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Re^8: Legacy Code: "Dominoes = Bad"

by Boldra (Deacon)
on Apr 30, 2011 at 06:51 UTC ( #902145=note: print w/ replies, xml ) Need Help??


in reply to Re^7: Legacy Code: "Dominoes = Bad"
in thread Legacy Code: "Dominoes = Bad"

Could it be that monks of your experience will see almost any example as trivial, because it's something you've been doing for years?

If not, what about CGI.pm? Would you agree that using CGI.pm is less effort and more maintainable? I posit that this is a non-trivial example because it is so frequent (still!), particularly roll-your-own query-string parsing.

How about descriptive varible names? One might argue that typing $target_hostname is more physical effort than $th, but descriptive hostnames can reduce cognitive effort, and if you know your way around your editor, the physical difference can be minimal.



- Boldra


Comment on Re^8: Legacy Code: "Dominoes = Bad"
Re^9: Legacy Code: "Dominoes = Bad"
by JavaFan (Canon) on Apr 30, 2011 at 13:24 UTC
    Would you agree that using CGI.pm is less effort and more maintainable? I posit that this is a non-trivial example because it is so frequent (still!), particularly roll-your-own query-string parsing.
    Using CGI.pm or not is about code reuse, not maintainability. But say I had handrolled my own CGI parsing, and for whatever new requirement, I now have the need to separate arguments not only by '&' and ';', but also by '-'. What do you think would be easier to do, change the code I wrote myself, or code that someone else wrote, and which doesn't live in my source control, but instead is maintained by the system wide packaging system, as it's third party software? (Note that I almost always would use CGI.pm if the alternative was writing it myself, but not for maintainability reasons - because code reuse makes I can deliver faster).
    Could it be that monks of your experience will see almost any example as trivial, because it's something you've been doing for years
    There's a lot that's not trivial. But I do mean a real function (or module) that does something - not a fragment like variable names. I'm asking for two implementations of the same functionality: one written in the simplest way, doing nothing more than required, and one written in the maintainable way, and then to show the latter did not take more effort to write than the former. (And with more effort, I do not mean the number of characters - typing '$target_hostname' or '$th' takes the same effort - effort is much more than the physical act of depressing and releasing keys; thinking what to write is effort; testing your code is effort; merging it into existing code may be an effort, etc)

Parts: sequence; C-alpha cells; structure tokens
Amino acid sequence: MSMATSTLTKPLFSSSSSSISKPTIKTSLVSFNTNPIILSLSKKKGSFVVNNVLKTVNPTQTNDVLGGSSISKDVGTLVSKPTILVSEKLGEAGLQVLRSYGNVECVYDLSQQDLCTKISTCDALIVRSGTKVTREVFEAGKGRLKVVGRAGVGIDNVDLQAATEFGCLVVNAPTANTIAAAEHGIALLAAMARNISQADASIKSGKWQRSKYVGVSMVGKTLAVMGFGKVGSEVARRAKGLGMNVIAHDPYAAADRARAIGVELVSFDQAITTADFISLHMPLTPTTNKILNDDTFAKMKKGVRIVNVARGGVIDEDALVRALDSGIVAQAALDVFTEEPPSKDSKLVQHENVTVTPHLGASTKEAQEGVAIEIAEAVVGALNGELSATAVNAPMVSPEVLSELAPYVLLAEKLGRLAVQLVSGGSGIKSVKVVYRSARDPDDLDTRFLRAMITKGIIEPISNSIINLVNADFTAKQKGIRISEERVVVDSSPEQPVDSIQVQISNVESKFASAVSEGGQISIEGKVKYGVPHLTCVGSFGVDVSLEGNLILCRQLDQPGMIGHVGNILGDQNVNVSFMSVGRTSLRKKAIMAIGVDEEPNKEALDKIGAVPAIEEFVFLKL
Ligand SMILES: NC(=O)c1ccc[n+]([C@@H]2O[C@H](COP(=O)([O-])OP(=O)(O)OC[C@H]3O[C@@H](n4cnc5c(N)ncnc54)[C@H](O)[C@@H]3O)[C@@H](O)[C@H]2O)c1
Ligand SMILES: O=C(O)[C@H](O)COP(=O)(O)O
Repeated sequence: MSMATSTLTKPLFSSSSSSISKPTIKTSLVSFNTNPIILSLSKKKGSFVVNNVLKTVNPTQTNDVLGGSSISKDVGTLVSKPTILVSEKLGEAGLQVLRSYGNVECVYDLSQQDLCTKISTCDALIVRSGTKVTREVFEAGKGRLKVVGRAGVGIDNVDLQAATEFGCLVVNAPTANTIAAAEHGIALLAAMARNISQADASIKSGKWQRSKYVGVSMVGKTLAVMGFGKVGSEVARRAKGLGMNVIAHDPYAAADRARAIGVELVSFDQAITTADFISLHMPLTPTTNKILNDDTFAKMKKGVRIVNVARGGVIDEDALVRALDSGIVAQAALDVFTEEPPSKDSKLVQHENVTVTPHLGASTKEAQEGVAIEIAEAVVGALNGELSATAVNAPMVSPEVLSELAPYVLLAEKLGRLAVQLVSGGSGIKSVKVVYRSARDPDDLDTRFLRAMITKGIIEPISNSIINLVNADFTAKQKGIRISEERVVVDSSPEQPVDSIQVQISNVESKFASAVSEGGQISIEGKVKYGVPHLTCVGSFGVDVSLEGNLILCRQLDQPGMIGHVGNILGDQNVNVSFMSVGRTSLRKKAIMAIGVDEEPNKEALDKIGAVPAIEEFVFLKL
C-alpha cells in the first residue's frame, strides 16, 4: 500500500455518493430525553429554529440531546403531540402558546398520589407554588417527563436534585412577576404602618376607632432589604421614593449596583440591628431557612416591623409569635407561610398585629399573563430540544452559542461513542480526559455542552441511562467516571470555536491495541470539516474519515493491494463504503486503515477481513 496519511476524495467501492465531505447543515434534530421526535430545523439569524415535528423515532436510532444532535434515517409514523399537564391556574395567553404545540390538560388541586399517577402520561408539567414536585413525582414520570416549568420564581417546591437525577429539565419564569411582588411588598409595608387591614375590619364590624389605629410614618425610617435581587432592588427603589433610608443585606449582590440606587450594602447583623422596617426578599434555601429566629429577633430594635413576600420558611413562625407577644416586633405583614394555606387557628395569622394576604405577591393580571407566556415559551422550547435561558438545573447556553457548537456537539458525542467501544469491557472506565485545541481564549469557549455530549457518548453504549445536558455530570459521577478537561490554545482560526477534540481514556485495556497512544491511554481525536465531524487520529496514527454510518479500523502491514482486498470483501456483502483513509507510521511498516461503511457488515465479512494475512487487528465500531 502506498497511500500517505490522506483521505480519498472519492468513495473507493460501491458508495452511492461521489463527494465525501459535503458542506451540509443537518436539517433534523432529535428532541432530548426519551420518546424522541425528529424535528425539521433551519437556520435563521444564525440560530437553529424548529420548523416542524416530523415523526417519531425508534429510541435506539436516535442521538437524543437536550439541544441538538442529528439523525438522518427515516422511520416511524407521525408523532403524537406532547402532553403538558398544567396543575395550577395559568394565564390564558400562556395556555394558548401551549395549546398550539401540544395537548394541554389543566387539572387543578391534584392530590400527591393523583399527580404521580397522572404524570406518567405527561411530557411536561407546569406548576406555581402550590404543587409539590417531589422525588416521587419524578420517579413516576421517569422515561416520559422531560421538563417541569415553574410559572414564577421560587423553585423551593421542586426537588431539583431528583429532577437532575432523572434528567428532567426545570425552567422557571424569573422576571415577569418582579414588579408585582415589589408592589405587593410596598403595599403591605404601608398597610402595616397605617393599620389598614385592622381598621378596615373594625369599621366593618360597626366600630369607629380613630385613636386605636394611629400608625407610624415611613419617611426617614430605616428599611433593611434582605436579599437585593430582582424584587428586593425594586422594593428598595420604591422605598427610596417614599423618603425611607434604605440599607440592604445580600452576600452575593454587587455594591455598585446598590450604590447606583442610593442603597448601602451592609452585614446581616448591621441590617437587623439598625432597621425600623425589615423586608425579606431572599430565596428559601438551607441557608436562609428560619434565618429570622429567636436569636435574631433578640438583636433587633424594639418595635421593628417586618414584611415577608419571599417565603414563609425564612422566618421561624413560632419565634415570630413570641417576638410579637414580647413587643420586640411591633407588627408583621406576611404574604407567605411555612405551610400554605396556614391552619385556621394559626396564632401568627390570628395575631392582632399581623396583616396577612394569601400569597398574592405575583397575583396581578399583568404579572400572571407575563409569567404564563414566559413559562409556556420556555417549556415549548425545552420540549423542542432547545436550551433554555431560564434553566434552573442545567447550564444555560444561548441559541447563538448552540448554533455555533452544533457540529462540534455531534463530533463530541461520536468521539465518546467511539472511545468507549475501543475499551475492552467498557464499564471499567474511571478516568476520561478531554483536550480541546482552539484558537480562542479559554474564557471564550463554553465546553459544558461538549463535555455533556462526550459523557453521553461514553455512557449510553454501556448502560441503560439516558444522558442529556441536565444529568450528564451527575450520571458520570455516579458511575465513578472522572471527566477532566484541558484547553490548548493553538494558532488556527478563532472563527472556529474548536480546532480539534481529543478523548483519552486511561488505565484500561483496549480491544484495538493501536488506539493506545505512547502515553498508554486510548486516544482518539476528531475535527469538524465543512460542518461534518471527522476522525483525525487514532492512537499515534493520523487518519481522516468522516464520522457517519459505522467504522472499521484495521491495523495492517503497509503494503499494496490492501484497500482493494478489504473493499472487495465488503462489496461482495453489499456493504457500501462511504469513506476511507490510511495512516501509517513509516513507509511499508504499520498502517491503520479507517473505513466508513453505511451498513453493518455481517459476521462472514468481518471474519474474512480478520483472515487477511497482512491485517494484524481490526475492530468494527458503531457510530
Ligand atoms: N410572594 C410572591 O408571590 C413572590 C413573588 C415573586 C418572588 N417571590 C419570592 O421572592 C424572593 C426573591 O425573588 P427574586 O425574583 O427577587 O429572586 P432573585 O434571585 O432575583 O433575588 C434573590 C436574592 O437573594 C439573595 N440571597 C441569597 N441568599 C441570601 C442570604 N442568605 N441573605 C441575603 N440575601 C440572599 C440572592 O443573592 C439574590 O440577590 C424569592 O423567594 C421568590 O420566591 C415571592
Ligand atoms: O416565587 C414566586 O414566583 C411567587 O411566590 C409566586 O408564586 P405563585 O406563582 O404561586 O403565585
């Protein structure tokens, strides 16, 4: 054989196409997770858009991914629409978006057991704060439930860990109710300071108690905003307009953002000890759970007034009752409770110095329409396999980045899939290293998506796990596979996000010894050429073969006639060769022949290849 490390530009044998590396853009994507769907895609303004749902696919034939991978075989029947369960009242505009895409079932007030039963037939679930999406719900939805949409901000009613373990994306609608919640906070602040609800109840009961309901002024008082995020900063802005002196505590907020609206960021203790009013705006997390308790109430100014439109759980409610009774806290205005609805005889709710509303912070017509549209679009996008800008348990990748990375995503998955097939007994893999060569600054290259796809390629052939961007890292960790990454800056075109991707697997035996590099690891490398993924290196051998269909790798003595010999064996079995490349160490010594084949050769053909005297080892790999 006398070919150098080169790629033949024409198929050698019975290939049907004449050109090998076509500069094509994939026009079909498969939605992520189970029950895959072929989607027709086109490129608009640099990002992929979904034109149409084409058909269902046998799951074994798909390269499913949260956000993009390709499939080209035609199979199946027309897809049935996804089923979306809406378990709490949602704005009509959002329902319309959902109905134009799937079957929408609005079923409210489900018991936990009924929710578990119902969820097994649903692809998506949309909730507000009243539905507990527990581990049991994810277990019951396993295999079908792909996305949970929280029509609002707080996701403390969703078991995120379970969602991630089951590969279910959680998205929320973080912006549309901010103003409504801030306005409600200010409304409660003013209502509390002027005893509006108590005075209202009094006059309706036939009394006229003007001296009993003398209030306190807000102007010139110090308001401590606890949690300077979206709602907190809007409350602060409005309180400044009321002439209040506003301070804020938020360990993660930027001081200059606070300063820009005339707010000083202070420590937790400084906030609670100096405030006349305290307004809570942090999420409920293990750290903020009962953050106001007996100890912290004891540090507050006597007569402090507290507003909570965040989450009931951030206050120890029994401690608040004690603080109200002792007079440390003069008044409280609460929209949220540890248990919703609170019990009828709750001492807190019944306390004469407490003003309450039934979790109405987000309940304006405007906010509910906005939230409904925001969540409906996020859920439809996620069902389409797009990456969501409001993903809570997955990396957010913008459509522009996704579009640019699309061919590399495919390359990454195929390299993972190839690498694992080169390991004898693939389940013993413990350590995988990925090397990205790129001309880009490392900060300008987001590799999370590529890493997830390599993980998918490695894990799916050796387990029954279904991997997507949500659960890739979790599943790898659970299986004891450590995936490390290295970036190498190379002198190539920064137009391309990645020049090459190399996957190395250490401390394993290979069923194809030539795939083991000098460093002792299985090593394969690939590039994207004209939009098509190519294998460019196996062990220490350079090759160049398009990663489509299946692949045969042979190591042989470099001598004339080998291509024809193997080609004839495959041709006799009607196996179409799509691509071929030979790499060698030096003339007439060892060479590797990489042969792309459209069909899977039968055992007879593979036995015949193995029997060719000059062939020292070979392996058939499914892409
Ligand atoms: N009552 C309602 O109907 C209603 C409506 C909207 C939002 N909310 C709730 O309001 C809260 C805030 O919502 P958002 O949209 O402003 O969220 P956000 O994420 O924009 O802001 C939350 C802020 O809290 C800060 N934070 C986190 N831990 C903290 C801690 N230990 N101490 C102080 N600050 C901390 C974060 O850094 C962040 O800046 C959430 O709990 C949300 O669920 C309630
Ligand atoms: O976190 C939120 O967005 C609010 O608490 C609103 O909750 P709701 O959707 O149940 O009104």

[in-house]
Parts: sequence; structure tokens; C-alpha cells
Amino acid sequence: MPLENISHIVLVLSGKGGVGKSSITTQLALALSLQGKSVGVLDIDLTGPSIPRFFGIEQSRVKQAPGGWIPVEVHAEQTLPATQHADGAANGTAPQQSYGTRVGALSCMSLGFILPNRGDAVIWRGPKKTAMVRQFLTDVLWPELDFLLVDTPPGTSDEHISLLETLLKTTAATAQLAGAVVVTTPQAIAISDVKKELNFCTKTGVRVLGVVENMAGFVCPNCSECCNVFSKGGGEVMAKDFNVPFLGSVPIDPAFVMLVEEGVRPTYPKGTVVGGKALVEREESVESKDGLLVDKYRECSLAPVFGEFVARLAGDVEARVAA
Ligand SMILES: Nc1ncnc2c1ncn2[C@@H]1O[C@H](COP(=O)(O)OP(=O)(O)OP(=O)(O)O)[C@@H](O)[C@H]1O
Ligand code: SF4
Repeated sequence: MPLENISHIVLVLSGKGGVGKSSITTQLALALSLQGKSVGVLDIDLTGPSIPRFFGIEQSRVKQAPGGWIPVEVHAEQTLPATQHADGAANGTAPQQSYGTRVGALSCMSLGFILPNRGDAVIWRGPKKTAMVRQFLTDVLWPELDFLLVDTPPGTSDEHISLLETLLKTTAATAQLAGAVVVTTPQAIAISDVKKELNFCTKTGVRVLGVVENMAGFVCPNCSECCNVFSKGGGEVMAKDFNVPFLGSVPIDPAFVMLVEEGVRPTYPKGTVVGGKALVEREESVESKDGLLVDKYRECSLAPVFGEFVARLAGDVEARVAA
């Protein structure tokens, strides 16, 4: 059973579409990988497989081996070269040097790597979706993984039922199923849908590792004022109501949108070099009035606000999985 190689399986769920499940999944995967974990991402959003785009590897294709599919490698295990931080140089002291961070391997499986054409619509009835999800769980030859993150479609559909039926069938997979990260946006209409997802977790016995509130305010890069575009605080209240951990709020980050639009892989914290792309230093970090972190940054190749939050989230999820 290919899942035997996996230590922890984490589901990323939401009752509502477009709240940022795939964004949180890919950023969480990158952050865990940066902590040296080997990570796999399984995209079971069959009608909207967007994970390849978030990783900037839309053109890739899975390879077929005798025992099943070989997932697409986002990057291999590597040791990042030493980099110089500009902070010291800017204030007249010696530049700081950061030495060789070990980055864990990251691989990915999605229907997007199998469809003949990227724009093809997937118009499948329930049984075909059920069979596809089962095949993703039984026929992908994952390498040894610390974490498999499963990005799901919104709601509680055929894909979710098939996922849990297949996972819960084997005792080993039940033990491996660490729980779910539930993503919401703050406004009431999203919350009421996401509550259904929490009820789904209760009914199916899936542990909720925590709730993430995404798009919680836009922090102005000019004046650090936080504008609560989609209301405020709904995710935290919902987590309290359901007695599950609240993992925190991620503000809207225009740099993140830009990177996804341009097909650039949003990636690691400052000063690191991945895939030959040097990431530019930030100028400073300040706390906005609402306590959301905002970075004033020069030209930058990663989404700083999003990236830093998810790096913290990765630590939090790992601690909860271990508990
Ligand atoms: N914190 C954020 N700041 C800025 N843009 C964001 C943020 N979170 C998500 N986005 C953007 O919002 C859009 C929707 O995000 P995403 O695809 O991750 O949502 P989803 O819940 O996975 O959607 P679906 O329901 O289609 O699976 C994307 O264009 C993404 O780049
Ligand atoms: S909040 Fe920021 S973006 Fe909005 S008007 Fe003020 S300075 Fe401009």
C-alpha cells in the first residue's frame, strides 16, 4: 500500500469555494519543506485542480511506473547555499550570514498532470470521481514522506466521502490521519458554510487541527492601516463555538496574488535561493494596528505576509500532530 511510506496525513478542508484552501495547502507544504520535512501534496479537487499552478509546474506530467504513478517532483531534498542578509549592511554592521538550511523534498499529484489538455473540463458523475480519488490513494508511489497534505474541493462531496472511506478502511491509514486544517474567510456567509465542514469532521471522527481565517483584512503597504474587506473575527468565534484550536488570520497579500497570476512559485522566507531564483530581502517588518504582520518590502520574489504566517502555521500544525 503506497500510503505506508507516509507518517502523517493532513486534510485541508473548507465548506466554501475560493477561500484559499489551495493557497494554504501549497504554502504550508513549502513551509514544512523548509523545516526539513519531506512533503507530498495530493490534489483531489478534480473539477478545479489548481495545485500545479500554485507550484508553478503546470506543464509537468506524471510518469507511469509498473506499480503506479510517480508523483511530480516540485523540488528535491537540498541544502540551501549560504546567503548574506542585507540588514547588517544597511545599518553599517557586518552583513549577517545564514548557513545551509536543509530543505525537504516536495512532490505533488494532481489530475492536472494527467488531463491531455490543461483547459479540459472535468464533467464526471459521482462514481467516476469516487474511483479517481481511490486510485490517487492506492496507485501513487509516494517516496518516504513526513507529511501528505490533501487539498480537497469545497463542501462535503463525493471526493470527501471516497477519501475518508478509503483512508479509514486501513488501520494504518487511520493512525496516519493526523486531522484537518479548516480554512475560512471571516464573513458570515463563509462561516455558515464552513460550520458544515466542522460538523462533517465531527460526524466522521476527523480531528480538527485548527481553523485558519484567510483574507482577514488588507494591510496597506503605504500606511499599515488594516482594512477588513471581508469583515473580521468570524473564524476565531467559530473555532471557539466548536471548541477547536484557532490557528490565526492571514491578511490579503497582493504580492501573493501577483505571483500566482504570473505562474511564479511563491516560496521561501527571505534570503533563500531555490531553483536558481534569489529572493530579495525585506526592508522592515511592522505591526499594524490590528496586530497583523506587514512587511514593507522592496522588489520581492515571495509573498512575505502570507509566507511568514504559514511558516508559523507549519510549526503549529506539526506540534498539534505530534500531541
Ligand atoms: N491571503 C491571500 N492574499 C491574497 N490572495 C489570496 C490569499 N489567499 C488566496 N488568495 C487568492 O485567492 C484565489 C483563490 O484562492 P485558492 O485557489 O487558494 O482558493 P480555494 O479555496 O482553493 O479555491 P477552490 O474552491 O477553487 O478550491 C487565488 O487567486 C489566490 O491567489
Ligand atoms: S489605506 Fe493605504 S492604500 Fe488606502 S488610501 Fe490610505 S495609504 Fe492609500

You would not use CGI.pm for maintainability reasons, but you would because its less work. Sounds like a good example to me...

      Using the example of a system of many non-trivial CGI's, implementing something such as CGI.pm for reuse across all of them is going to be more maintainable and less work than rolling your own unique, simplest-method parser for each.

      Your mention of 3rd party issues certainly makes the reuse issue more interesting, but copying/renaming CGI.pm into your repo and taking control is still more maintainable and less work than rolling your own a hundred times.

      Where I come from anything of interesting scale is done in teams, and teams of teams. So everything is some level of "3rd-party". That's not a justification for each of us to duplicate each others work. Learning someone else's code is work. Past the xth reuse however, and the nth bugfix, the learning work is less than the rolling-your-own-again work.

      Taken by itself, a single method, or single CGI might implement the simplest-possible option parser, and that's good. In fact you might have a hundred doing the same simplest thing, and that might also be good. Put them into the same system, and add the requirement that they should all exhibit similar usability behaviors. Then add a new style of behavior they must all adhere to such as your '-' example, and that's where simplest parsing method for each individual CGI becomes the nightmare to maintain system.

      --Dave

        Using the example of a system of many non-trivial CGI's, implementing something such as CGI.pm for reuse across all of them is going to be more maintainable and less work than rolling your own unique, simplest-method parser for each.
        How so? You still haven't shown how CGI.pm is easier maintained than code I wrote myself.

        Or is your position that code written by someone else and put on CPAN (or made part of the Perl distribution) is immune to requirement changes, but any code I write myself is subject to changes in requirements? Because that's seems to be the assumption behind the "all code must be maintainable" - that all requirements change, and that code isn't static.

        Meanwhile, I'm still waiting for a piece of non-trivial code, written in a simple way, that would have taken less time to write if it was written in a "maintainable way".

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